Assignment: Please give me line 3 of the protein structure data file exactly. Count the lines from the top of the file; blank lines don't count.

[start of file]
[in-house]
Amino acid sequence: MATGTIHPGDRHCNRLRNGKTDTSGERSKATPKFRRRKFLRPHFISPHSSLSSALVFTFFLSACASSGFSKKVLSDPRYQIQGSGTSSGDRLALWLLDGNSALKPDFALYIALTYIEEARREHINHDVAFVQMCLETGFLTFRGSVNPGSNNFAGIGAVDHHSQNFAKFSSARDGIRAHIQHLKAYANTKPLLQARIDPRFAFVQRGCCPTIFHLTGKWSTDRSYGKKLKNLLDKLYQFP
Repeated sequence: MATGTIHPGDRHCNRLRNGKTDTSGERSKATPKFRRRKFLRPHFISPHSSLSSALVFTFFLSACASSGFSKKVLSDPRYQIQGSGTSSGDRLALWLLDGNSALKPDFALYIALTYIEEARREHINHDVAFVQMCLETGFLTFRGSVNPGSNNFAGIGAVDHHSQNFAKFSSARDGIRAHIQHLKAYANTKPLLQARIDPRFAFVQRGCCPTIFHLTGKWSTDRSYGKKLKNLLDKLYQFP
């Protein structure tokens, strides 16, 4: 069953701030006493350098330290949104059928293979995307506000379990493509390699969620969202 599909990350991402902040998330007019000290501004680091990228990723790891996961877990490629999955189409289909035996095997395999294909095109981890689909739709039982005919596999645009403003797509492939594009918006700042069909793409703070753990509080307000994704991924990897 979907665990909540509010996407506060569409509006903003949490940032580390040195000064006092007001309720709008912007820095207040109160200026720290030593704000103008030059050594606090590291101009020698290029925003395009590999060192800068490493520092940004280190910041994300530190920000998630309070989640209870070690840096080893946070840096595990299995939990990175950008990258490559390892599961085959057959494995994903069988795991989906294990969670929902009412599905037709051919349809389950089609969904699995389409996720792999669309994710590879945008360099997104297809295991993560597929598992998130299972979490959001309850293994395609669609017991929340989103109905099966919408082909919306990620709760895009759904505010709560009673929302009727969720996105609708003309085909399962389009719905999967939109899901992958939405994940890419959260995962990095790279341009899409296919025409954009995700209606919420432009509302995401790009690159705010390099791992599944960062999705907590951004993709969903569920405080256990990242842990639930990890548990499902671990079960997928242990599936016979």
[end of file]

Repeated sequence: MATGTIHPGDRHCNRLRNGKTDTSGERSKATPKFRRRKFLRPHFISPHSSLSSALVFTFFLSACASSGFSKKVLSDPRYQIQGSGTSSGDRLALWLLDGNSALKPDFALYIALTYIEEARREHINHDVAFVQMCLETGFLTFRGSVNPGSNNFAGIGAVDHHSQNFAKFSSARDGIRAHIQHLKAYANTKPLLQARIDPRFAFVQRGCCPTIFHLTGKWSTDRSYGKKLKNLLDKLYQFP